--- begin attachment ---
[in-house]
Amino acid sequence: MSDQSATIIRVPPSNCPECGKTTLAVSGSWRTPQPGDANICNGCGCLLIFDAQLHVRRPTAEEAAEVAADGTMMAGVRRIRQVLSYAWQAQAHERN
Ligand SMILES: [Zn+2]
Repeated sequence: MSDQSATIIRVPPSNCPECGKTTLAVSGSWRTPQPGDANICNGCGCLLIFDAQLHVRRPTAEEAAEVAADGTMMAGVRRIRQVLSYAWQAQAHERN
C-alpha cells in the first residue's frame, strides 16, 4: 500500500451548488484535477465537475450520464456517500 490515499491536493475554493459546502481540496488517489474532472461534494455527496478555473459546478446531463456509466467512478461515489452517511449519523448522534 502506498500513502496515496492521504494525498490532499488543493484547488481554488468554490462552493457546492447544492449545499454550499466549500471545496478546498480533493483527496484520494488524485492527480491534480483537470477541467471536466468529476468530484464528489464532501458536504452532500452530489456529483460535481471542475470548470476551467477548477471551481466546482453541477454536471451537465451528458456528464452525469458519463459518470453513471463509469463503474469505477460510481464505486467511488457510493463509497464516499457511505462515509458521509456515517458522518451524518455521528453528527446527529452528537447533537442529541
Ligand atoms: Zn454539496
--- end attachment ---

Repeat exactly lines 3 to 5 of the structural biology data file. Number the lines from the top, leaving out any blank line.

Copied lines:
Ligand SMILES: [Zn+2]
Repeated sequence: MSDQSATIIRVPPSNCPECGKTTLAVSGSWRTPQPGDANICNGCGCLLIFDAQLHVRRPTAEEAAEVAADGTMMAGVRRIRQVLSYAWQAQAHERN
C-alpha cells in the first residue's frame, strides 16, 4: 500500500451548488484535477465537475450520464456517500 490515499491536493475554493459546502481540496488517489474532472461534494455527496478555473459546478446531463456509466467512478461515489452517511449519523448522534 502506498500513502496515496492521504494525498490532499488543493484547488481554488468554490462552493457546492447544492449545499454550499466549500471545496478546498480533493483527496484520494488524485492527480491534480483537470477541467471536466468529476468530484464528489464532501458536504452532500452530489456529483460535481471542475470548470476551467477548477471551481466546482453541477454536471451537465451528458456528464452525469458519463459518470453513471463509469463503474469505477460510481464505486467511488457510493463509497464516499457511505462515509458521509456515517458522518451524518455521528453528527446527529452528537447533537442529541